UW Bioengineering Ph.D. student Hal Holmes
Bioengineering Ph.D. student Hal Holmes is developing a device that could help customs officials and agents of conservation combat wildlife and timber trafficking. Hal aims to create a field-deployable screening tool that can determine if a product was sourced from an endangered or protected species by looking at the information encoded in its DNA.
From the Clean Room to Conservation
Hal is advised by Karl Böhringer, a joint UW professor of electrical engineering and bioengineering, and conducts research at UW’s Washington Nanofabrication Facility, where Dr. Böhringer serves as director. He is primarily interested in developing micro- and nanosystems for use in biological and environmental conservation applications. The systems could be adapted for other situations where identification of a species is required, such as validating seafood products in a restaurant, identifying contaminated or spoiled products, or verifying crops.
Hal has developed a microfluidic device that can test a sample, such as sawdust from timber, by using miniature water droplets as a vehicle to transport the sample and perform reactions. He has presented this work at the IEEE MEMS and microMAST conferences, filed for a full patent, and currently has a manuscript under review in Advances in Colloid and Interface Science.
Hal’s work brought him into contact with Conservation X Labs, a non-profit conservation technology accelerator. Conservation X Labs was starting a project to develop a DNA scanner or barcoder for species identification. The goal of this project is to enable a field-ready device that could provide a qualitative identification of a target species, serving as a decision support tool for enforcement officials rather than a device with medical-grade accuracy. Hal was invited to a DNA barcoding convention, hosted by Conservation X Labs at the Smithsonian Institution, for his expertise in engineering and microfabrication. After the convention, Hal began working closely with David Baisch, Director of Innovations at Conservation X Labs, applying his technology and expertise to enable the envisioned device.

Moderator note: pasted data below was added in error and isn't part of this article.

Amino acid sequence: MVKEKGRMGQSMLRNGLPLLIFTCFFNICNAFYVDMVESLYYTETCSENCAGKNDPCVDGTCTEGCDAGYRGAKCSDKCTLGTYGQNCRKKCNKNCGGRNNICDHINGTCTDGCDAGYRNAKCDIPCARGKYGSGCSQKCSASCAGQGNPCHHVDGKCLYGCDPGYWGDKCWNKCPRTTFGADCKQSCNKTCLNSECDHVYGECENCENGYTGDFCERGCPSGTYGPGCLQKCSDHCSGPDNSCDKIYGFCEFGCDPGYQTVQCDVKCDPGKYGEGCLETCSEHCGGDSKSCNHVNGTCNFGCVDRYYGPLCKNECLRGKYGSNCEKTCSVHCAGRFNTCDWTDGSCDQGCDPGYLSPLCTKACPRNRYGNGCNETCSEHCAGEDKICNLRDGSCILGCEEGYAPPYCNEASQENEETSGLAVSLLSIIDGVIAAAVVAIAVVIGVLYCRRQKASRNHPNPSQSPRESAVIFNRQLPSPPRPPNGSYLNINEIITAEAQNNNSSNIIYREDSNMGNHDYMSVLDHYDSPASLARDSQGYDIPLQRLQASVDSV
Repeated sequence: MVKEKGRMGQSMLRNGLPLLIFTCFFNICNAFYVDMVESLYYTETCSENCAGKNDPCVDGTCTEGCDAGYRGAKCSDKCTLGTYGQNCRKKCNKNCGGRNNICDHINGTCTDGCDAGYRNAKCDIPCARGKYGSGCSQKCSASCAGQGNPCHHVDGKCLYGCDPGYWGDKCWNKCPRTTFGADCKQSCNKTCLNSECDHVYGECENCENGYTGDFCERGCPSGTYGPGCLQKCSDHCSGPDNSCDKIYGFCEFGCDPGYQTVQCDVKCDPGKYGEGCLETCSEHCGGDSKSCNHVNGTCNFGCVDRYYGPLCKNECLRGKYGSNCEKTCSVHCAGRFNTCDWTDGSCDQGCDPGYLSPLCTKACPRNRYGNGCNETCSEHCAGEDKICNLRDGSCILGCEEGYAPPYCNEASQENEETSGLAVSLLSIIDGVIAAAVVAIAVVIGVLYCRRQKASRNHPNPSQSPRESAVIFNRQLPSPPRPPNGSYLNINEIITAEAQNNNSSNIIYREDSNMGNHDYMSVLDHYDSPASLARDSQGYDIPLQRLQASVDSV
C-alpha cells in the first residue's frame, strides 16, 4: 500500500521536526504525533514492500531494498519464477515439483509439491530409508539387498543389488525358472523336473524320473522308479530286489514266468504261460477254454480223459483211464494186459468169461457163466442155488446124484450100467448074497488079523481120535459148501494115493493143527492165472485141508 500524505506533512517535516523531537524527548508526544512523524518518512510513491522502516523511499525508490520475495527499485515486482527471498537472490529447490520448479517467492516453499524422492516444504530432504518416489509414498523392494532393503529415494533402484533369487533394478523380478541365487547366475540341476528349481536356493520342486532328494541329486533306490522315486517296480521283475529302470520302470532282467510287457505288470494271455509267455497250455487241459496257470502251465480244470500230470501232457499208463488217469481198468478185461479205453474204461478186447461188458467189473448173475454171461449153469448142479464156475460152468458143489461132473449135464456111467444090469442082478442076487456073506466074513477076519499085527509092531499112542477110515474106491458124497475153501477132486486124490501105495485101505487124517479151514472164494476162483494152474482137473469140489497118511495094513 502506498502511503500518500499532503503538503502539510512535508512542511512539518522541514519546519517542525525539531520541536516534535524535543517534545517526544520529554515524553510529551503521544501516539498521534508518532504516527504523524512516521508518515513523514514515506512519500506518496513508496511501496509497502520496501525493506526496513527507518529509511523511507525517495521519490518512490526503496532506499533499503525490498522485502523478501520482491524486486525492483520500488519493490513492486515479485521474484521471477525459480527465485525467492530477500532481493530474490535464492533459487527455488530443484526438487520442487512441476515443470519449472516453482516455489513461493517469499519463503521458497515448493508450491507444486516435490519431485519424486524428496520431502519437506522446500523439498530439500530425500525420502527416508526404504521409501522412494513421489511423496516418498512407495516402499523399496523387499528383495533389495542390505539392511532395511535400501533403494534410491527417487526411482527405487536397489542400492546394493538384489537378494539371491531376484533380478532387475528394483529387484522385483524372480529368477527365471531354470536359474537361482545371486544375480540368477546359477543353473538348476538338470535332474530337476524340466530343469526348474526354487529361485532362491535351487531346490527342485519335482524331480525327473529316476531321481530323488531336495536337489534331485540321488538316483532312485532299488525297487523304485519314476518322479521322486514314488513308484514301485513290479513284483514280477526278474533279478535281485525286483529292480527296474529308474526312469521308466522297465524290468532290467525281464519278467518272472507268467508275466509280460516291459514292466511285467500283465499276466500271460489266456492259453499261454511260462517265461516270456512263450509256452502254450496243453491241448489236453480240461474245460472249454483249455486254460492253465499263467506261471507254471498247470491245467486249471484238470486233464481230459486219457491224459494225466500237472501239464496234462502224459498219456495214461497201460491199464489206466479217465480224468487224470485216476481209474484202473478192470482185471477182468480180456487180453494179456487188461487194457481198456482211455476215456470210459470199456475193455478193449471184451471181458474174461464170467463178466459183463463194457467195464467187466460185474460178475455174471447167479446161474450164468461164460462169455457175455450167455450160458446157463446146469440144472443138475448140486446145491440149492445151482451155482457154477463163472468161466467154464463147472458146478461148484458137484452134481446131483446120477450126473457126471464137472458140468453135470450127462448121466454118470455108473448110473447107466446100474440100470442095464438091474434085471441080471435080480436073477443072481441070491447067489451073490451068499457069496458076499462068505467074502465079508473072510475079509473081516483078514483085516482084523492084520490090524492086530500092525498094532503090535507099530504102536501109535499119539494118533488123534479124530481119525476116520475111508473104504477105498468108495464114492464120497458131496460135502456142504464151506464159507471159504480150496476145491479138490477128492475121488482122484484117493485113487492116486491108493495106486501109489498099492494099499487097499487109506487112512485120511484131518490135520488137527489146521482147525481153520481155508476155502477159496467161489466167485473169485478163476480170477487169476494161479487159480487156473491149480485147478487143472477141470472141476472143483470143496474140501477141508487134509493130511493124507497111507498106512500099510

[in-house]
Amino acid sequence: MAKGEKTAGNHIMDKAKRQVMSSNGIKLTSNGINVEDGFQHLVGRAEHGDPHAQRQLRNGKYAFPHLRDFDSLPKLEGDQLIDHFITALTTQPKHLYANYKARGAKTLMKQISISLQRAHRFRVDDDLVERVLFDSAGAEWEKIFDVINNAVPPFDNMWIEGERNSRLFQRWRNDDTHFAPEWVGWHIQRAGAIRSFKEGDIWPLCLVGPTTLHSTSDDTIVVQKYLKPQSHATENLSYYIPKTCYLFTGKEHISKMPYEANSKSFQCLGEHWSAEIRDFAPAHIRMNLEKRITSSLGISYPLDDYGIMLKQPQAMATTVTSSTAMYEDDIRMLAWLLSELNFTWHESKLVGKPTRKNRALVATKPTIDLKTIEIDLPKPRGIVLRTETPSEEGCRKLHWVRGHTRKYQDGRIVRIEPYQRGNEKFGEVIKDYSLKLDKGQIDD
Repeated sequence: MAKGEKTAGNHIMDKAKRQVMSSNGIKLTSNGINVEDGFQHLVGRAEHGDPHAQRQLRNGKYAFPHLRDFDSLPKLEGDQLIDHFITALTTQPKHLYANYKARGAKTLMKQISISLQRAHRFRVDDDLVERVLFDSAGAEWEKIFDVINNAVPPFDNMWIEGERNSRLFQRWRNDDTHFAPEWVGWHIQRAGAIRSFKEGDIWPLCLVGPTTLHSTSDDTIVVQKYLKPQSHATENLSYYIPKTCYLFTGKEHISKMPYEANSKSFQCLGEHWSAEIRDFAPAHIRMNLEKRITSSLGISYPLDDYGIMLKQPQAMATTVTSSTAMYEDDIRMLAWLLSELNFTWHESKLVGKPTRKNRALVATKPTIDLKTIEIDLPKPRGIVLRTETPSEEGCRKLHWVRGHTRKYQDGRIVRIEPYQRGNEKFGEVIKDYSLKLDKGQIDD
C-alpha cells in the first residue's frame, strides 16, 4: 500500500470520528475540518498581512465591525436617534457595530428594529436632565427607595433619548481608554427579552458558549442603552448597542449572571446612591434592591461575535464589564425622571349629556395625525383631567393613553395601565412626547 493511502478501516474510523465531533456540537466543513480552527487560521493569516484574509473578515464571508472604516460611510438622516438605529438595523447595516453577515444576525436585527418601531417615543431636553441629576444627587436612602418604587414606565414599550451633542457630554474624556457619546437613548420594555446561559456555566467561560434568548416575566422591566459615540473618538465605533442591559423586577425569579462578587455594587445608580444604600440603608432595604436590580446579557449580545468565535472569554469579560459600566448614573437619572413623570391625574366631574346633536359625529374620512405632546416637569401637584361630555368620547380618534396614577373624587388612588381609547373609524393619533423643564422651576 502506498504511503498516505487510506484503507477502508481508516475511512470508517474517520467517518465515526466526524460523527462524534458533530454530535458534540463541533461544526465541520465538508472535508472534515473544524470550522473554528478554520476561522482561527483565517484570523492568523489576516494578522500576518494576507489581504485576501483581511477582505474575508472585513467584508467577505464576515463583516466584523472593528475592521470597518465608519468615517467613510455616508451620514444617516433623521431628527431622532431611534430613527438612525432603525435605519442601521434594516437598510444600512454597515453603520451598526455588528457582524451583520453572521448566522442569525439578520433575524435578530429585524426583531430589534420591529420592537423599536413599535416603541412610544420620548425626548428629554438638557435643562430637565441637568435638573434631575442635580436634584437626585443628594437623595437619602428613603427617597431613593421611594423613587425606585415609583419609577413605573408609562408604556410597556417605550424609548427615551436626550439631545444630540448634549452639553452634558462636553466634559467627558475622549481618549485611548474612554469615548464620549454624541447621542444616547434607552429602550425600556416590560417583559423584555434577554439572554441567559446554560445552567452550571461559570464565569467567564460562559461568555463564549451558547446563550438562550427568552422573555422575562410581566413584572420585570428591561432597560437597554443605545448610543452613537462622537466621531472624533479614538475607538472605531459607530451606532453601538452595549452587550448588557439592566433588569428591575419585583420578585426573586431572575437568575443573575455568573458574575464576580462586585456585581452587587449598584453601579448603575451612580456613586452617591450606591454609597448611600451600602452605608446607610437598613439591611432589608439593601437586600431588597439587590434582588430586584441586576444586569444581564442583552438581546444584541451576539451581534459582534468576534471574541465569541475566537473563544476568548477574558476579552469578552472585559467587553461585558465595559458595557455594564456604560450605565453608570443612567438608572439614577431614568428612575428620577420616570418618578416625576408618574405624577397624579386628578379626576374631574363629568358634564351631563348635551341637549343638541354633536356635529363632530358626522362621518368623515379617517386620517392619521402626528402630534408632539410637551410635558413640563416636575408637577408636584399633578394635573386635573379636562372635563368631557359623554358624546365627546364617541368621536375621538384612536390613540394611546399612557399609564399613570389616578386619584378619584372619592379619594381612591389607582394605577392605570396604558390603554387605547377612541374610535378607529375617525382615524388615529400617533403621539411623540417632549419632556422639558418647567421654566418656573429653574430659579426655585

Hal has recently presented his work with David at a Timber Identification Workshop hosted by the World Wildlife Fund and World Research Institute, and will be rolling out an initial prototype for field-testing with officers in the Washington Department of Fish and Wildlife this fall. After completing his Ph.D., Hal plans to pursue a path in academia and intends to continue collaborating with Conservation X Labs throughout his career.